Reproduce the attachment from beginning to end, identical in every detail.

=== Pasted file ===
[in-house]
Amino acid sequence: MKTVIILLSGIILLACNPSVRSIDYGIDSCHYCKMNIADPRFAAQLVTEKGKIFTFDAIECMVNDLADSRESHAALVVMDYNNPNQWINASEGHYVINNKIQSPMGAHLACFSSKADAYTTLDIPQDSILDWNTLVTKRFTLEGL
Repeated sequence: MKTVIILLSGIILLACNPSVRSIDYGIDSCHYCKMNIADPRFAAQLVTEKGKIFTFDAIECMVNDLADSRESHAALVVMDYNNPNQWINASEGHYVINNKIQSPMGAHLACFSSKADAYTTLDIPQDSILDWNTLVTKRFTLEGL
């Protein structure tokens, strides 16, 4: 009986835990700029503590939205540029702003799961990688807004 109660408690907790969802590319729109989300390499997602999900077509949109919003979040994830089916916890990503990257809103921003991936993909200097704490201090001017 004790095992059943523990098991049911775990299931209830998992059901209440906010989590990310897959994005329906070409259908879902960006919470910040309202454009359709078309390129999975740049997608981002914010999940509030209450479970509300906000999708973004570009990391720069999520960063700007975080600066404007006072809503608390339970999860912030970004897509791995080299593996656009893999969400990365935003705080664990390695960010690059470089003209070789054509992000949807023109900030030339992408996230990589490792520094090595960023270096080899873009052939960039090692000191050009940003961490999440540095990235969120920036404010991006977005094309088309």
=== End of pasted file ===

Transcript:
[in-house]
Amino acid sequence: MKTVIILLSGIILLACNPSVRSIDYGIDSCHYCKMNIADPRFAAQLVTEKGKIFTFDAIECMVNDLADSRESHAALVVMDYNNPNQWINASEGHYVINNKIQSPMGAHLACFSSKADAYTTLDIPQDSILDWNTLVTKRFTLEGL
Repeated sequence: MKTVIILLSGIILLACNPSVRSIDYGIDSCHYCKMNIADPRFAAQLVTEKGKIFTFDAIECMVNDLADSRESHAALVVMDYNNPNQWINASEGHYVINNKIQSPMGAHLACFSSKADAYTTLDIPQDSILDWNTLVTKRFTLEGL
């Protein structure tokens, strides 16, 4: 009986835990700029503590939205540029702003799961990688807004 109660408690907790969802590319729109989300390499997602999900077509949109919003979040994830089916916890990503990257809103921003991936993909200097704490201090001017 004790095992059943523990098991049911775990299931209830998992059901209440906010989590990310897959994005329906070409259908879902960006919470910040309202454009359709078309390129999975740049997608981002914010999940509030209450479970509300906000999708973004570009990391720069999520960063700007975080600066404007006072809503608390339970999860912030970004897509791995080299593996656009893999969400990365935003705080664990390695960010690059470089003209070789054509992000949807023109900030030339992408996230990589490792520094090595960023270096080899873009052939960039090692000191050009940003961490999440540095990235969120920036404010991006977005094309088309």